EFF Releases Letter to Google about Reader Privacy and Google Book Search

The Electronic Frontier Foundation has released a letter to Google about reader privacy and Google Book Search.

Here's an excerpt:

  1. Protection Against Disclosure: Readers should be able to use Google books without worrying that the government or a third party is reading over their shoulder. Google needs to promise that it will protect reader records by responding only to properly-issued warrants from law enforcement and court orders from third parties. It also must promise that it will let readers know if anyone has demanded access to information about them.
  2. Limited Tracking: Just as readers can anonymously browse books in a library or bookstore, they should also be able to search, browse, and preview Google books without being forced to register or provide any personal information to Google. And for any of its Google Book Search services, Google must not keep logging information longer than 30 days. Google should also not link any information it collects about reader use of Google Book Search to that reader’s usage of any other Google services without specific, affirmative consent.
  3. User Control: Readers should have complete control of their purchases and purchasing data. Readers should be able to delete their records and have extensive permissions controls for their "bookshelves" or any other reading displays to prevent others from seeing their reading activities. Readers should be able to “give” books to anyone, including to themselves, without tracking. Google also should not reveal any information about Google book use to credit card processors or any other third parties.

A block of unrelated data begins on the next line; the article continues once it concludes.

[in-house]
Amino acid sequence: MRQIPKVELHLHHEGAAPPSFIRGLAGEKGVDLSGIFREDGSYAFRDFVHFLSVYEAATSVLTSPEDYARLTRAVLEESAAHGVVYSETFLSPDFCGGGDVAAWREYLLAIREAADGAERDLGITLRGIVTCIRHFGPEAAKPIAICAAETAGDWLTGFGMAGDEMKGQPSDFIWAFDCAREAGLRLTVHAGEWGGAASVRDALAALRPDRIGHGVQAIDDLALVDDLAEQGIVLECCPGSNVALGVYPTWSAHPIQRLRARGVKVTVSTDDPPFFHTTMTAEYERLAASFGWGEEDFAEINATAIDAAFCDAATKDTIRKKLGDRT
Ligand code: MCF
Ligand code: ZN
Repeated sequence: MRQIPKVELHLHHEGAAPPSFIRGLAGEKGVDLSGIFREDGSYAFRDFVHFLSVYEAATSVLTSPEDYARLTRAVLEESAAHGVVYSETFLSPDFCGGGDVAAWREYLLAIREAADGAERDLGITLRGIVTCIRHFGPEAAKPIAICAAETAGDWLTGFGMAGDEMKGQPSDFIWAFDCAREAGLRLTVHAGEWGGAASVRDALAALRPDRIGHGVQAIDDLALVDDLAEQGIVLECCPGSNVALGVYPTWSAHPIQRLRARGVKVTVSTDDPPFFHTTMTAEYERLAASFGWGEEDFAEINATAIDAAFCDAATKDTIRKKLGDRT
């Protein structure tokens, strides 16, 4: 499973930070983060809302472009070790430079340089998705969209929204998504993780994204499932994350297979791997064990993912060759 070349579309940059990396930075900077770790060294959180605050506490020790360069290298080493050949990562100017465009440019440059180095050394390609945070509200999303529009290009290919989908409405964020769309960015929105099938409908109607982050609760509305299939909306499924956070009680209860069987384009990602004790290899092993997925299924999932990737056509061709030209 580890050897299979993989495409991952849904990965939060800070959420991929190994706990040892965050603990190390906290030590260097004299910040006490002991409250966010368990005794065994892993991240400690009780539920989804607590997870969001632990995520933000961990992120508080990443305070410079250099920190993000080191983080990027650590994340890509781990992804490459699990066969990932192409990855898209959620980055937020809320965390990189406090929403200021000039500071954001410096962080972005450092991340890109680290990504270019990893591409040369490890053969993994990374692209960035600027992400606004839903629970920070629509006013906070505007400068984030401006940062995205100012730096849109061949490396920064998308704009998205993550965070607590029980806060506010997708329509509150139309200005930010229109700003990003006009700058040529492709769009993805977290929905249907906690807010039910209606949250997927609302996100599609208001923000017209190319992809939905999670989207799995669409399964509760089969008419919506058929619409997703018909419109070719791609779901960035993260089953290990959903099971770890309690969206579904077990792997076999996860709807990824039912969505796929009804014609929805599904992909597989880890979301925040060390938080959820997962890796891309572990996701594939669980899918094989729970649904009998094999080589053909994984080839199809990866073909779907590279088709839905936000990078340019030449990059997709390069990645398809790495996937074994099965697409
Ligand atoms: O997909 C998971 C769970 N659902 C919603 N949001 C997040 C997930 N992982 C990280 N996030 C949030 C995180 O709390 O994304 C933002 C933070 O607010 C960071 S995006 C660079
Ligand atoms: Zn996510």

4. User Transparency: Readers should know what information is being collected and maintained about them and when and why reader information has been disclosed. Google needs to develop a robust, enforceable privacy policy and publish the number and type of demands for reader information that are received on an annual basis.

Read more about it at "Don't Let Google Close the Book on Reader Privacy!."

ISPs Allow Ad Agencies to Conduct Massive Deep-Packet Inspection of Customers' Internet Traffic

As many as 10% of all U.S. ISP customers may be subject to deep-packet inspection of their Internet traffic. Unnamed ISPs have contracts with ad agencies, such as Front Porch and NebuAd, that permit them to monitor customers' activities. Front Porch can track 100,000 U.S. users and NebuAd can track up to 10% of all U.S. users.

How can ISPs do this? It's because customers agreed to let them monitor their Internet activity by accepting the terms of their ISP's service contract.

Read more about it at "Can an Eavesdropper Protect Your Privacy?," "Every Click You Make: Internet Providers Quietly Test Expanded Tracking of Web Use to Target Advertising," "I.S.P. Tracking: The Mother of All Privacy Battles," and "Web Service Contracts Say ISPs Can Block Sites, Snoop."